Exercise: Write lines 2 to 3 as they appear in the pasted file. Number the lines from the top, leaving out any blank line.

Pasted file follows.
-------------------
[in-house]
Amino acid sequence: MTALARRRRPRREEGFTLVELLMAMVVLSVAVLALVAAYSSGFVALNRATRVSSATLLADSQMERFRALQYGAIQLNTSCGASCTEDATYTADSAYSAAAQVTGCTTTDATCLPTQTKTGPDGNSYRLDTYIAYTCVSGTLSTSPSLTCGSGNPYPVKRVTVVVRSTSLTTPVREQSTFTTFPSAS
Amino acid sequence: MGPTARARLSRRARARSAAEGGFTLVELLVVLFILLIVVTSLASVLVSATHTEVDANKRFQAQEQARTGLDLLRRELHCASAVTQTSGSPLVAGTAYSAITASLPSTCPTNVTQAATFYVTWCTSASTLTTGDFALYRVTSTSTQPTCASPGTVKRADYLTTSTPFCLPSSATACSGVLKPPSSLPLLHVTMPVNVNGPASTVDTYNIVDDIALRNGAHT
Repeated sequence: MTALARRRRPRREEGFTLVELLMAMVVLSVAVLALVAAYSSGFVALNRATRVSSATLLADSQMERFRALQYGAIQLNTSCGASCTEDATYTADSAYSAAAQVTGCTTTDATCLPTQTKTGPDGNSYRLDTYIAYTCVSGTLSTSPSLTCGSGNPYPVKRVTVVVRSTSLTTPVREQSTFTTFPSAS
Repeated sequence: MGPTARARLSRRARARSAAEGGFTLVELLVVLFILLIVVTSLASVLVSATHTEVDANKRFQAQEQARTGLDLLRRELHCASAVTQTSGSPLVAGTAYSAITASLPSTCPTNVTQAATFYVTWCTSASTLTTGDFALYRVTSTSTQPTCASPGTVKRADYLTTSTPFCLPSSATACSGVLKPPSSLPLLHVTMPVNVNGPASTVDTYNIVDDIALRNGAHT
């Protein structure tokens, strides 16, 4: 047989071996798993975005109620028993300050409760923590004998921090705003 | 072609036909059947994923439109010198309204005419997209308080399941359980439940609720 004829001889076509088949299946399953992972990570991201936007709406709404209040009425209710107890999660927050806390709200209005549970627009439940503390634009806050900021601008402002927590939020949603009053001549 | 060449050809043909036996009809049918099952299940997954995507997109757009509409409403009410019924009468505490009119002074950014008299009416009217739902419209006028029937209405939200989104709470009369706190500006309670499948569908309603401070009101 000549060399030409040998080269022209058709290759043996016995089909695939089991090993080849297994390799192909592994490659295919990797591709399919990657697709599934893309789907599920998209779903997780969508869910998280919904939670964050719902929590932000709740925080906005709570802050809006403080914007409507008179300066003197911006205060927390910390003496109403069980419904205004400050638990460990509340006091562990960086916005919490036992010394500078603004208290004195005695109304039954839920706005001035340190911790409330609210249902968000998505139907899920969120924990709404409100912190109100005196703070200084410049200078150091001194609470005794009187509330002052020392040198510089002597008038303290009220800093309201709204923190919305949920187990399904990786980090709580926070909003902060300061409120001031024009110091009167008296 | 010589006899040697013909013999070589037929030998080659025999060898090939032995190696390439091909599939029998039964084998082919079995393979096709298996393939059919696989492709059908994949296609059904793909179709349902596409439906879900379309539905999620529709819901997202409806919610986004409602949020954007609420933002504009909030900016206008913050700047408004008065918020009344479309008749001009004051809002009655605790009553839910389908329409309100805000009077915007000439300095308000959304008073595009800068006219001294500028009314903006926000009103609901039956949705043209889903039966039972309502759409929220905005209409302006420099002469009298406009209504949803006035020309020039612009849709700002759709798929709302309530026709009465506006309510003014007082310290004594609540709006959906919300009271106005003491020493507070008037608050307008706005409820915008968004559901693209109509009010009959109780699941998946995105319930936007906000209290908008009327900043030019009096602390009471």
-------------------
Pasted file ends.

Amino acid sequence: MTALARRRRPRREEGFTLVELLMAMVVLSVAVLALVAAYSSGFVALNRATRVSSATLLADSQMERFRALQYGAIQLNTSCGASCTEDATYTADSAYSAAAQVTGCTTTDATCLPTQTKTGPDGNSYRLDTYIAYTCVSGTLSTSPSLTCGSGNPYPVKRVTVVVRSTSLTTPVREQSTFTTFPSAS
Amino acid sequence: MGPTARARLSRRARARSAAEGGFTLVELLVVLFILLIVVTSLASVLVSATHTEVDANKRFQAQEQARTGLDLLRRELHCASAVTQTSGSPLVAGTAYSAITASLPSTCPTNVTQAATFYVTWCTSASTLTTGDFALYRVTSTSTQPTCASPGTVKRADYLTTSTPFCLPSSATACSGVLKPPSSLPLLHVTMPVNVNGPASTVDTYNIVDDIALRNGAHT